Book #86

Where is Tony Blunt? by Joseph Mitcham

Has the hornets’ nest been kicked too hard? Having taken down some of the most dangerous members of the UK Terror Watch List – Alex is persuaded to return to help track down the unrelenting Islamist terror organisation ‘the Interest Group’ – Tony Blunt is the only lead.

Where is Tony Blunt? The apparently radicalised former Paratrooper has gone to ground without a trace. Alex finds himself at the heart of the effort to find him. Working with a multi-agency force to track him down, can they find Blunt before he executes his masterpiece?

I read the first novel in the Atrocities series, The Watch List, back in March, and was really impressed with Mitcham’s style. Although not something I’d normally gravitate towards, I was swept into a world of soldiers and terrorism, unable to look away.

The second book in the series picks up only a few weeks after the events in its predecessor come to a devastating finale. This time, we’re dealing with a single person, rather than a group; Tony Blunt, a radicalised member of the terror group who has previously served in the Army with some of our best-loved characters. He’s raising suspicions, and must be found before he ignites another catastrophic tragedy.

But Tony’s mission is ticking along nicely, and we’re given such a fast-paced race to stop him that my heart was in my throat for the entire second half. There’s so much tension, gore, unsettling moments, and sheer force that it feels impossible to stop reading.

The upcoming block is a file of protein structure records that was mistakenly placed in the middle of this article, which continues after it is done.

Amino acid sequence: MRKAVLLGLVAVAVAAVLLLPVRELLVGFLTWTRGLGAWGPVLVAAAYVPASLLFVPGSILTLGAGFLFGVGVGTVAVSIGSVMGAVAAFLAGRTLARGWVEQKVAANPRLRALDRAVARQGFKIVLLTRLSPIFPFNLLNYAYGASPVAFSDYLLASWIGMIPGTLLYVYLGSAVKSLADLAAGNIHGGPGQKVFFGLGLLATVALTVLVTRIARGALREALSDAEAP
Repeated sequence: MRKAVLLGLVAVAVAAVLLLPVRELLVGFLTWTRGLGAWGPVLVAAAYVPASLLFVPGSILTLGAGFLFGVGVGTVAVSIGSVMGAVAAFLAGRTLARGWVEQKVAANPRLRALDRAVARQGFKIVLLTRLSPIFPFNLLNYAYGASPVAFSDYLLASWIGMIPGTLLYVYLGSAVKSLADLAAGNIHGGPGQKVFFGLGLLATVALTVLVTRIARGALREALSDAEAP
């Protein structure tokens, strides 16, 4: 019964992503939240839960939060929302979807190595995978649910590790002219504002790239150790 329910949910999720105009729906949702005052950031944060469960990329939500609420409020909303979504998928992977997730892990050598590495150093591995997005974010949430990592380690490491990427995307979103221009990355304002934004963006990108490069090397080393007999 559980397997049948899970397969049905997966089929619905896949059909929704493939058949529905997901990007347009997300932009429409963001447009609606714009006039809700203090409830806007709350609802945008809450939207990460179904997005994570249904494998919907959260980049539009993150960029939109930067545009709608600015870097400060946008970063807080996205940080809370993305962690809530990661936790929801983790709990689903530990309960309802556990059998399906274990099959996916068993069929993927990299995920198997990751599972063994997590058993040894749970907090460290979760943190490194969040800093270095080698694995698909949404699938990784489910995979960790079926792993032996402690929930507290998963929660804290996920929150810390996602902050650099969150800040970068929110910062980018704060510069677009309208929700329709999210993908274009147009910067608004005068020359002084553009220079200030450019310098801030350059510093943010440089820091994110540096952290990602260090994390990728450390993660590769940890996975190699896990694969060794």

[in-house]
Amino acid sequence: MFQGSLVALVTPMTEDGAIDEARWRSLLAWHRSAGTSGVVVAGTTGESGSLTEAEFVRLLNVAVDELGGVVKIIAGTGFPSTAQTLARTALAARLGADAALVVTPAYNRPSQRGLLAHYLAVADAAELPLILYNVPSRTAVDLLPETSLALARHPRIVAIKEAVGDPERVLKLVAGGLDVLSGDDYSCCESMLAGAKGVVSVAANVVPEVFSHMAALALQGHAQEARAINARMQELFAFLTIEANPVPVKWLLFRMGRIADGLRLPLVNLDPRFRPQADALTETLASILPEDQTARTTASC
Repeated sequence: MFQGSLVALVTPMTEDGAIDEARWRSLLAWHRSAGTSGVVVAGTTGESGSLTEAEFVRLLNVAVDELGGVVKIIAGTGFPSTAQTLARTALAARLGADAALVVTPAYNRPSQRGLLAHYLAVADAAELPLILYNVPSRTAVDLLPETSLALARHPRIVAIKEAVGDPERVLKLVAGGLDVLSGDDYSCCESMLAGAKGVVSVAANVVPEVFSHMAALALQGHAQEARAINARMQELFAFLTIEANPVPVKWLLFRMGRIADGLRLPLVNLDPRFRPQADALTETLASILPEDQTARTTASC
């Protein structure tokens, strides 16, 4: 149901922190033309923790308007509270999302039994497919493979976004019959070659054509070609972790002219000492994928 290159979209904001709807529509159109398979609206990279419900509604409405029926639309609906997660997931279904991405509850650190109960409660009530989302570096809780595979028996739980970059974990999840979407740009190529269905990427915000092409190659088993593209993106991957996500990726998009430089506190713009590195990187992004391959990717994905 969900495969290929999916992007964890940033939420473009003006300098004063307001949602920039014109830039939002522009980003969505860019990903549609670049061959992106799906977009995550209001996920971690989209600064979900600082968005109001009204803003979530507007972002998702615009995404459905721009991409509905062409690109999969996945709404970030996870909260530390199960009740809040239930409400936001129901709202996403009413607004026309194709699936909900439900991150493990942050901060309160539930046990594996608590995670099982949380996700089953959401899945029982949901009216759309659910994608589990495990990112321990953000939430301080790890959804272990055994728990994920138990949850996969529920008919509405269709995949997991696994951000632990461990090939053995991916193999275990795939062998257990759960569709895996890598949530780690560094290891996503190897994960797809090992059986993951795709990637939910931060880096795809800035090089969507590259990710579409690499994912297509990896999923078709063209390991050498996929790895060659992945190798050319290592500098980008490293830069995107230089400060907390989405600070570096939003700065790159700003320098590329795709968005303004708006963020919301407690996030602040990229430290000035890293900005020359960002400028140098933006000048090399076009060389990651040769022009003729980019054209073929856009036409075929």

I was most interested by Blunt’s situation and how he came to be there. Mitcham takes pains to describe how he was treated both in the army, and by his own family. He was seeking community and belonging, and found this in the wrong place. He’s an abhorrent character, but Mitcham very clearly portrays the events contributing to his radicalisation.

Again, my favourite thing about both of Mitcham’s books is being allowed into a world I never would be able to see otherwise. I was dazzled by the utter discipline and strategic sense of Mitcham’s ex-Army characters, alongside their ability to walk into anything in a fearless state, assessing risks as they go, and anticipating everything. Then there’s MI5; counter-terrorism, the gadgets and gizmos, the intelligence gathering, the strategy. It’s all so incredibly interesting and engaging; something us common folk have no hope of ever experiencing in our lifetimes.

An excellent follow-up novel to his debut, Mitcham has really turned up the pressure here. I can’t begin to imagine what will happen next, but I’m prepared for the next brutal chase.